Since I never liked white meat anyhow, just drying it out further never really appealed to me, but I sure do remember a gazillion chicken recipes for weight loss back in the day.

    BTW: I did understand, AC, that you don't eat the skin - was just thinking about the broader question of how to make it crisp. And I think you're right about the marinade. Probably permeates the skin.
    Happiness is not a goal, it is a byproduct. - Eleanor Roosevelt

  12. #12
    I'm going to pick up some chicken breasts and cook it sans marinade. I think that was the problem. I'm going to go old school and rub on a bit of oil and some paprika. And, might even try some roasted potatoes.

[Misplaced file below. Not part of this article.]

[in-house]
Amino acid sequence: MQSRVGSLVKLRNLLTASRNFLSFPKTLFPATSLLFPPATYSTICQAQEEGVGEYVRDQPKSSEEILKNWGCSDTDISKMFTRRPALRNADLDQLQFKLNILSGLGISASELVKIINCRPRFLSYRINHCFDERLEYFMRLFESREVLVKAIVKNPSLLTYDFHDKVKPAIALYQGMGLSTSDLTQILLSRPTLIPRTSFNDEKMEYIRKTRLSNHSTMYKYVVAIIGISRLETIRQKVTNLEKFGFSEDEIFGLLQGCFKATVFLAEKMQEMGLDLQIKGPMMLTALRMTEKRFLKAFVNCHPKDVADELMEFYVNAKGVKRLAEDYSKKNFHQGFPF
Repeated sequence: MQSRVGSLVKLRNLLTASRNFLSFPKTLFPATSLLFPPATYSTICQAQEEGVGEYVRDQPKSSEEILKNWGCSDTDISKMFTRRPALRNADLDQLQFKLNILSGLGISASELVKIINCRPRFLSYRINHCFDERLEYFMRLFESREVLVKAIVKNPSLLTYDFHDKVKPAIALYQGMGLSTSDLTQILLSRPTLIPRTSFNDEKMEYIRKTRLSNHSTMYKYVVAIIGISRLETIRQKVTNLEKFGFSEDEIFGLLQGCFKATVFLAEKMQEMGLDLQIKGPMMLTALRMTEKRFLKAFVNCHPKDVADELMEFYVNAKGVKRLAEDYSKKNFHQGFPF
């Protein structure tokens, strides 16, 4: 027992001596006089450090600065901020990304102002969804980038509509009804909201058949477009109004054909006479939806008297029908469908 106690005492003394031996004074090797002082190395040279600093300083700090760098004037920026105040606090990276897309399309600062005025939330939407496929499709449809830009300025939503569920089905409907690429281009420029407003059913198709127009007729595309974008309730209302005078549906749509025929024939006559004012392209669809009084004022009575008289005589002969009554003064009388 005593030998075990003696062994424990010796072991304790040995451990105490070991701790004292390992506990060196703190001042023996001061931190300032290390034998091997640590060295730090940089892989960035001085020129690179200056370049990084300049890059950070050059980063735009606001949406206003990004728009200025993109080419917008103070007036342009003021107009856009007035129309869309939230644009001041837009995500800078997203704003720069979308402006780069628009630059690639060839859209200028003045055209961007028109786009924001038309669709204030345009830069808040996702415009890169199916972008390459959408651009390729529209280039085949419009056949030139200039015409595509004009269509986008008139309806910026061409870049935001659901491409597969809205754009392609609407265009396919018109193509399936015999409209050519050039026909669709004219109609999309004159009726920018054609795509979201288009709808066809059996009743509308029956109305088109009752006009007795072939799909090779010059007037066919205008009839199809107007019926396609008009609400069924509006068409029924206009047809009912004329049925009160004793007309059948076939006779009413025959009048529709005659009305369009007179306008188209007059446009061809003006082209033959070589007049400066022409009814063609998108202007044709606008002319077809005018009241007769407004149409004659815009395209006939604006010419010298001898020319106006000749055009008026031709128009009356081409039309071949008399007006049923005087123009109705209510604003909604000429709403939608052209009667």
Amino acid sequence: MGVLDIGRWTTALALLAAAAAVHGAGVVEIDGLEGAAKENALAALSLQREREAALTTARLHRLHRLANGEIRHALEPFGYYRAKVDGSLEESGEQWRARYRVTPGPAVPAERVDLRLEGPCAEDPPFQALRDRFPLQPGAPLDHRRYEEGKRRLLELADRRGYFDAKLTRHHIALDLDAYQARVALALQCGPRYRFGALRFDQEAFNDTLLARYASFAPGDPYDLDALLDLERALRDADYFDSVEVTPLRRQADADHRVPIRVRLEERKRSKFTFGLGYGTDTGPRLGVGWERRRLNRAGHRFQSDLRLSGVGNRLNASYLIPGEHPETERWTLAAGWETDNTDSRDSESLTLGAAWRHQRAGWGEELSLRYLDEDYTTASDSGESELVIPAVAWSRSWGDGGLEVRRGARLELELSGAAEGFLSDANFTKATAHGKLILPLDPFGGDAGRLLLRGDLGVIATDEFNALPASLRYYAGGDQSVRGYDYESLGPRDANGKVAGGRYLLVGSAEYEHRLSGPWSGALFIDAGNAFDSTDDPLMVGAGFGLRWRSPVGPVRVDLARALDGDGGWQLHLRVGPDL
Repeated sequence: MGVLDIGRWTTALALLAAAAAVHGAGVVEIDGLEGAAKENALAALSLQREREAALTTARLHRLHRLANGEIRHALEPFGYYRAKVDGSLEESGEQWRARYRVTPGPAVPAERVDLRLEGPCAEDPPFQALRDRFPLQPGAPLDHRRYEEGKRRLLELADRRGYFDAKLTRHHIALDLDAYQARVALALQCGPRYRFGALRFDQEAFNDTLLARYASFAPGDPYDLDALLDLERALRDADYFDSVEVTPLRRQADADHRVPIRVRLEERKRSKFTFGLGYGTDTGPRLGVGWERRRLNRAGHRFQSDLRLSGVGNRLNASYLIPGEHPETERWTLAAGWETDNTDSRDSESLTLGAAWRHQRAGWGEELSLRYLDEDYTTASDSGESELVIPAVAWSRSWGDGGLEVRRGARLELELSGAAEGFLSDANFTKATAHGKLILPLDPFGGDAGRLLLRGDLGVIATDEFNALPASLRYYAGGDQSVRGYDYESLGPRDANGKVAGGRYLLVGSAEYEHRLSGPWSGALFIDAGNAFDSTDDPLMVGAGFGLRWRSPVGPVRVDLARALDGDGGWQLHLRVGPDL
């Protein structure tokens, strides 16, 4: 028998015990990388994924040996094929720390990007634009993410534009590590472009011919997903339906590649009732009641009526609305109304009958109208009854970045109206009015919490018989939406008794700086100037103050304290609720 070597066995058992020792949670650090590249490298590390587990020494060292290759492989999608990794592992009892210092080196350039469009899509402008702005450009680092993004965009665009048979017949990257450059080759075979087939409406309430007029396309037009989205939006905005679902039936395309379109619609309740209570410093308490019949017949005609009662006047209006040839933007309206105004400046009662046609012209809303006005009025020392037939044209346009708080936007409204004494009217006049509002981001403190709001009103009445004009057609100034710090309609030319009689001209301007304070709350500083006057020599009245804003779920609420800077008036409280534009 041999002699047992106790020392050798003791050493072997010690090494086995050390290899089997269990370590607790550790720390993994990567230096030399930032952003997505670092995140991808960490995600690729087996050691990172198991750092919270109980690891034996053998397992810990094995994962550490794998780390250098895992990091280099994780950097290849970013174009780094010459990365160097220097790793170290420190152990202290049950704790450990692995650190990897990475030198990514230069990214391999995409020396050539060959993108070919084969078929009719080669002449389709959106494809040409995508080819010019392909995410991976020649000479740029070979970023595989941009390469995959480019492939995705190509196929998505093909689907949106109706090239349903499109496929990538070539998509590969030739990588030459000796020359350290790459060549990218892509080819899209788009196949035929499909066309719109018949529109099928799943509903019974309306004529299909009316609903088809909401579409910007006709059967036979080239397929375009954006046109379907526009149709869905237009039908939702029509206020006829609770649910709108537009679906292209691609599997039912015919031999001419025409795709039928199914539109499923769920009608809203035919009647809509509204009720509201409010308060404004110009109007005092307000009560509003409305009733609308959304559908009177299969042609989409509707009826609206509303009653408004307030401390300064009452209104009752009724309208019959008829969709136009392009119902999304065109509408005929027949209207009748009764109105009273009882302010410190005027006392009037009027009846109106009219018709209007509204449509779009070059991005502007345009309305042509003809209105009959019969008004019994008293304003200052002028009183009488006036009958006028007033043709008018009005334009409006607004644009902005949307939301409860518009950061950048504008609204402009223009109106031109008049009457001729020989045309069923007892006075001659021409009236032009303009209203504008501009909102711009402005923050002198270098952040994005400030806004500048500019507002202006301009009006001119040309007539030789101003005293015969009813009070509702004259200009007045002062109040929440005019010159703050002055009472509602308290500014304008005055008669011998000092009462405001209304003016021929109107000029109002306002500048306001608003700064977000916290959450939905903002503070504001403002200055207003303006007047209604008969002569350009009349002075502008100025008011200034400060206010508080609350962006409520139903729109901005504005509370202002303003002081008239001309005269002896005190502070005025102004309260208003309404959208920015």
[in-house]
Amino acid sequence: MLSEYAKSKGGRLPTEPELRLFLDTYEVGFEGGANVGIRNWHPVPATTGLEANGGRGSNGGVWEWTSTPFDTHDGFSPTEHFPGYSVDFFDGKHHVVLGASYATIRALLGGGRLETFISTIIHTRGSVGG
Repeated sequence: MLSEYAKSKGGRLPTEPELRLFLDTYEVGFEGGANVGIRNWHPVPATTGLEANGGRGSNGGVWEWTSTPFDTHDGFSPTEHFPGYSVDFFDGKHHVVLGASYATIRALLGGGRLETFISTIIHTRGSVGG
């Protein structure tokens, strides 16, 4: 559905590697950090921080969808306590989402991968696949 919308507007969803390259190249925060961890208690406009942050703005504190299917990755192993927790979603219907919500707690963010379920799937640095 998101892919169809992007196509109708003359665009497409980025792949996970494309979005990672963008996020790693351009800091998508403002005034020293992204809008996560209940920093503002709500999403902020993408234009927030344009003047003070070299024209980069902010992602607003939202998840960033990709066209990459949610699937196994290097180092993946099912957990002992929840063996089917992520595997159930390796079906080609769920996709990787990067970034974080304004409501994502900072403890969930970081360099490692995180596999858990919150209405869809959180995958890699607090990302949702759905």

My grandmothers potatoes were sooo good, that sometimes we would bring home leftovers that had potatoes in it, but somehow when it was time to eat dinner, the amount of potatoes would be way less. Hey, they were good cold, warm, hot, with the fridge door open.... no matter. Same with the stuffed cabbage.

    The recipes and other suggestions sound interesting --- so look forward to trying them too.

    Thanks everyone.

  13. #13
    Join Date
    Dec 2001
    Location
    Heading WEST!!
    Posts
    15,359
    We almost never buy chicken breasts, unless they are attached to the whole chicken .

    We love dark meat so much, duck is my favorite poultry!
    Thoreau said, 'A man is rich in proportion to the things he can leave alone.'

  14. #14
    Join Date
    Dec 2004
    Location
    Southeast, MA
    Posts
    2,305
    Quote Originally Posted by Hammster View Post
    Yup, it's just you and me in the skin on, bone in, dark meat club, Canice. LOL. Totally a fan of dark meat.